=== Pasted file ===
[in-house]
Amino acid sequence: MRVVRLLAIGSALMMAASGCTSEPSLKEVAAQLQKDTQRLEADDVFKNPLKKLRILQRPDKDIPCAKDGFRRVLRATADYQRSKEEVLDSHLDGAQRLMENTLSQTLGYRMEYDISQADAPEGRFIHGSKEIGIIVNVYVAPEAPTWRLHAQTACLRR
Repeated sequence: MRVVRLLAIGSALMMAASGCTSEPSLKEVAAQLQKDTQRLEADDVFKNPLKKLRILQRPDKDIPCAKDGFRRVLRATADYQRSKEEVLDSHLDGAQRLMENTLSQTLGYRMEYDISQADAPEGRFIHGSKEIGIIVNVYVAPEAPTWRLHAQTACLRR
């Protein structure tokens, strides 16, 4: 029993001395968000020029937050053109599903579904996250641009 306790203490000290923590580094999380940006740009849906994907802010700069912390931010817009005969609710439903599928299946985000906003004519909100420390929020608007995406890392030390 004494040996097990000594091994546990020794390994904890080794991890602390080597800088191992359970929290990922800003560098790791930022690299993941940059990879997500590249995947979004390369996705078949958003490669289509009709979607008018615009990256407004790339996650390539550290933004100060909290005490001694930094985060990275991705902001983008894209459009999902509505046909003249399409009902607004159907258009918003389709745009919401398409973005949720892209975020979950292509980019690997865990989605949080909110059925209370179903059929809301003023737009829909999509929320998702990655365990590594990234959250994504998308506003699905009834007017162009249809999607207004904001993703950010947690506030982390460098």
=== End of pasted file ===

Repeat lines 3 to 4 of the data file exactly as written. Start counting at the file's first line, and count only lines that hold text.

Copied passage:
Repeated sequence: MRVVRLLAIGSALMMAASGCTSEPSLKEVAAQLQKDTQRLEADDVFKNPLKKLRILQRPDKDIPCAKDGFRRVLRATADYQRSKEEVLDSHLDGAQRLMENTLSQTLGYRMEYDISQADAPEGRFIHGSKEIGIIVNVYVAPEAPTWRLHAQTACLRR
């Protein structure tokens, strides 16, 4: 029993001395968000020029937050053109599903579904996250641009 306790203490000290923590580094999380940006740009849906994907802010700069912390931010817009005969609710439903599928299946985000906003004519909100420390929020608007995406890392030390 004494040996097990000594091994546990020794390994904890080794991890602390080597800088191992359970929290990922800003560098790791930022690299993941940059990879997500590249995947979004390369996705078949958003490669289509009709979607008018615009990256407004790339996650390539550290933004100060909290005490001694930094985060990275991705902001983008894209459009999902509505046909003249399409009902607004159907258009918003389709745009919401398409973005949720892209975020979950292509980019690997865990989605949080909110059925209370179903059929809301003023737009829909999509929320998702990655365990590594990234959250994504998308506003699905009834007017162009249809999607207004904001993703950010947690506030982390460098």